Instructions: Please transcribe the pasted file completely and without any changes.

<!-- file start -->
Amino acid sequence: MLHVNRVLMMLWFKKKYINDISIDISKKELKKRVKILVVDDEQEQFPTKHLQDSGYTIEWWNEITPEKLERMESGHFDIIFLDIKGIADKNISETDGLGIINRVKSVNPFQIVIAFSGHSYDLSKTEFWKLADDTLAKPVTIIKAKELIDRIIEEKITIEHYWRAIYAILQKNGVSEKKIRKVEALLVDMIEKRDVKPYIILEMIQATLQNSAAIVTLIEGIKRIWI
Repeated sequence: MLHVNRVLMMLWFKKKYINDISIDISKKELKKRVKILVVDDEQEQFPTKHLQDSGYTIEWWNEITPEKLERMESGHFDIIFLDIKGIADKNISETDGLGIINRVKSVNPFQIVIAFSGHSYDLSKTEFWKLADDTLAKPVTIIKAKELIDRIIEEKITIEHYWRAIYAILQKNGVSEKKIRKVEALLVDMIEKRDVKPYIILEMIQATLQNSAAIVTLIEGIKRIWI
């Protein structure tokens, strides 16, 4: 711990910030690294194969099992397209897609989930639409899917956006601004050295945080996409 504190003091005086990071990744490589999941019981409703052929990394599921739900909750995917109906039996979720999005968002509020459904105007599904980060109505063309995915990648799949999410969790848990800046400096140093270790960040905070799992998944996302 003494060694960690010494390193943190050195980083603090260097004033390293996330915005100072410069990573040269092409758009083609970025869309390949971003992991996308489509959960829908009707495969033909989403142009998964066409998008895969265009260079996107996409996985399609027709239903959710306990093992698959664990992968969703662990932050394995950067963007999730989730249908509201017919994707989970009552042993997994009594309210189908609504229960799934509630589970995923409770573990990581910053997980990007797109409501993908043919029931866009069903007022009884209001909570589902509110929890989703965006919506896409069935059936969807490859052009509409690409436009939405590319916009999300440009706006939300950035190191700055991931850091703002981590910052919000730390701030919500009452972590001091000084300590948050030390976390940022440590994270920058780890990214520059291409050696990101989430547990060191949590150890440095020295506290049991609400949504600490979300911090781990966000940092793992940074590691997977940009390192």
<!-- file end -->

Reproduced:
Amino acid sequence: MLHVNRVLMMLWFKKKYINDISIDISKKELKKRVKILVVDDEQEQFPTKHLQDSGYTIEWWNEITPEKLERMESGHFDIIFLDIKGIADKNISETDGLGIINRVKSVNPFQIVIAFSGHSYDLSKTEFWKLADDTLAKPVTIIKAKELIDRIIEEKITIEHYWRAIYAILQKNGVSEKKIRKVEALLVDMIEKRDVKPYIILEMIQATLQNSAAIVTLIEGIKRIWI
Repeated sequence: MLHVNRVLMMLWFKKKYINDISIDISKKELKKRVKILVVDDEQEQFPTKHLQDSGYTIEWWNEITPEKLERMESGHFDIIFLDIKGIADKNISETDGLGIINRVKSVNPFQIVIAFSGHSYDLSKTEFWKLADDTLAKPVTIIKAKELIDRIIEEKITIEHYWRAIYAILQKNGVSEKKIRKVEALLVDMIEKRDVKPYIILEMIQATLQNSAAIVTLIEGIKRIWI
């Protein structure tokens, strides 16, 4: 711990910030690294194969099992397209897609989930639409899917956006601004050295945080996409 504190003091005086990071990744490589999941019981409703052929990394599921739900909750995917109906039996979720999005968002509020459904105007599904980060109505063309995915990648799949999410969790848990800046400096140093270790960040905070799992998944996302 003494060694960690010494390193943190050195980083603090260097004033390293996330915005100072410069990573040269092409758009083609970025869309390949971003992991996308489509959960829908009707495969033909989403142009998964066409998008895969265009260079996107996409996985399609027709239903959710306990093992698959664990992968969703662990932050394995950067963007999730989730249908509201017919994707989970009552042993997994009594309210189908609504229960799934509630589970995923409770573990990581910053997980990007797109409501993908043919029931866009069903007022009884209001909570589902509110929890989703965006919506896409069935059936969807490859052009509409690409436009939405590319916009999300440009706006939300950035190191700055991931850091703002981590910052919000730390701030919500009452972590001091000084300590948050030390976390940022440590994270920058780890990214520059291409050696990101989430547990060191949590150890440095020295506290049991609400949504600490979300911090781990966000940092793992940074590691997977940009390192």